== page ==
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#5 Kordos

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Posted 19 January 2013 - 08:28 AM

I love the deck building in his game, feels much more strategic having to work around options you may not really want or unavoidable drawbacks if you want a certian pod



#6 Toqtamish

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Posted 19 January 2013 - 11:23 AM

Deckbuilding is very imporant in this game. It may be alot easier and require fewer decisions but each of those decisions has a lot more importance as you have to take the cards as a whole objective set, the good and the not so good.



#7 Ravncat

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Posted 19 January 2013 - 01:28 PM

I actually think that deckbuilding in SW:lcg is A. more versatile than in Magic, and B. the play is less prone to luck of the draw than other deckbuilding card games. This probably needs some explanation on my part, as I doubt that this will be a popular opinion. I agree that deckbuilding in Star Wars is more constrained than in other card games, giving the appearance of less choices, but as stated by others above, the weight of your choices is now increased as you're looking at objective sets as a whole and must value the whole objective set (pod). I think our experience from other card games is giving us a hampering bias with this system.

(Added in - Sorry this became a wall of text below)

(a) In a clever way, the designers have created a system where we are more likely to see "not so great" cards (Like Magic's crap rares) hit play more often. These "poor cards" have yet to really be isolated from something that's useful, as none of the pods are terrible. As more pods are released, we'll be thinking about those cards we don't like in those pods that we like to use more often. I suspect synergies between pods are going to become far more important than the individual pods. So we have fewer card choices, but more weighty pod choices, that will lead to a greater variety of cards in a deck - and more interesting choices and interactions in the future.

Competative Magic tends not to do so well as you dilute your individual cards - and as you said you tend to play 8-10 sets and land for probabilities sake. Generally - those choices are constrained by what you want to do with combos and color, and the land choices fall out mathematically based on what you have - but if you're thinking about which 8-10 cards, that's not a whole lot more decisions than 5-10 for which objective sets. I'd say the real lack of choices in star wars are for how the different decks work (Weenie, Control, Agro), but that's a function of the game being in it's core state with relatively few extra mechanics. I think we'll see some interesting new deck archtypes for SW in the future - like Fate decks, or Balance Decks. (You have prototypes of those now with people running multi twists of fate, and people running things that take advantage of the balance of the force) We just have fewer options to choose from - those magic card choices don't have to be sets of 4 of course, and you have thousands of cards to choose from, as opposed to about 36 pods.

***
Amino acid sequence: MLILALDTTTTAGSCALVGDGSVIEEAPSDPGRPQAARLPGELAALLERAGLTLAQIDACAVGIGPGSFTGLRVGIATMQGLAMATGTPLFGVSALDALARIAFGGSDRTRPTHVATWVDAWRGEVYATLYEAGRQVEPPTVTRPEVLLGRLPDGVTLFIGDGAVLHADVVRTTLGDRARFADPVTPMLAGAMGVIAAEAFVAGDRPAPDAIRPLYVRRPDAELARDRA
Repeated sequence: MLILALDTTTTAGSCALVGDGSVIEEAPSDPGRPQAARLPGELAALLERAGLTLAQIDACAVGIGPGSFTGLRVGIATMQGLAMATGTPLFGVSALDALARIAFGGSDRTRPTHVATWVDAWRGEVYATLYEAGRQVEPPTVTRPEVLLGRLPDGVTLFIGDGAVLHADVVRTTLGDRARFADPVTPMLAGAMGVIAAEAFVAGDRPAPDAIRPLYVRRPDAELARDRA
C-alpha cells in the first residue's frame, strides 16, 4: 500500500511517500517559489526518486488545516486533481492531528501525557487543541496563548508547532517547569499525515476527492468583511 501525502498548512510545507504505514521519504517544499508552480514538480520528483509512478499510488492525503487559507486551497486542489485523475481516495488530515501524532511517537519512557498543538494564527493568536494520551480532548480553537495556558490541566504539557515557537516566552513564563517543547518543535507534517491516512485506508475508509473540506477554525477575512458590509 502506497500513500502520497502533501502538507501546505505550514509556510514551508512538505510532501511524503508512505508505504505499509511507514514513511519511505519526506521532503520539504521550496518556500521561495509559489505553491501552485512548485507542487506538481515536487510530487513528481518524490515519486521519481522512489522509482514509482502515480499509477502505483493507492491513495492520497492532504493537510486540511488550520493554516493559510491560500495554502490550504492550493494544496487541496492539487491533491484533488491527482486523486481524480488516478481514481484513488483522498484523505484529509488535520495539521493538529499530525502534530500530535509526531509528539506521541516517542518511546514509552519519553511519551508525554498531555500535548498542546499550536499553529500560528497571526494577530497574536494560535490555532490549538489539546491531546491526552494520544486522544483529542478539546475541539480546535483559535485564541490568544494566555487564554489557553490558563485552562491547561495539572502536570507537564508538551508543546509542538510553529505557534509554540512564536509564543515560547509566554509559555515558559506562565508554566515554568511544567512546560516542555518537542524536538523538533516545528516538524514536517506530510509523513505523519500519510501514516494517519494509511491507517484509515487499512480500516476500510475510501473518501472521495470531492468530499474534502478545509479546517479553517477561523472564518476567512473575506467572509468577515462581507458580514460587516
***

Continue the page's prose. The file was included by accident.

Our number of choices will increase as the game goes on. I like to believe we'll see competative Star Wars decks in more variations than we will in Magic, because of the pod viability. Competative magic, in the popular type 2 format, tends to have 2 or 3 competative decks, the top deck, the deck that beats the top deck, and the deck that beats that, but loses to the top deck - with variations and rogues. I'm not so sure we'll see that happen because of the Pods - I think we would see that happen if we could choose any 10 objectives, and any cards we wanted as sets of 4 in star wars. (Darth Vader, Force lighting, Force Choke, and thinking about how those strong cards have lots of force Icons… ) Magic also has cards that are strictly better than other cards - why would you play a 1/1 lion for 1, when you could play a 1/2 lion for 1? Why would you play shatter over shattering pulse? I don't think we will see a pod that is "strictly" better than another - even if we see cards that are strictly better within the pods, because of the surrounding cards!

 

(B) Second, Magic and many other card games have to create some kind of card drawing engine, but in SW, we have one built in, we can fairly easily cycle through 6 cards per turn, with 50 cards in the objective deck, we're capable of seeing just about our whole deck in 8 turns, without extra card drawing. - Compare this to 1/4th of our deck in magic without extra drawing. This means we're about as likely to get to a single Vader as we are to get 1 of 4 of a set of key cards in magic, in a simmilar number of turns! Coupled with the edge battle system, we never really have fully dead cards in SW. Suddenly multiples of a "legendary card" are always useful - or even those not so great cards - they always have a place in the important edge battles!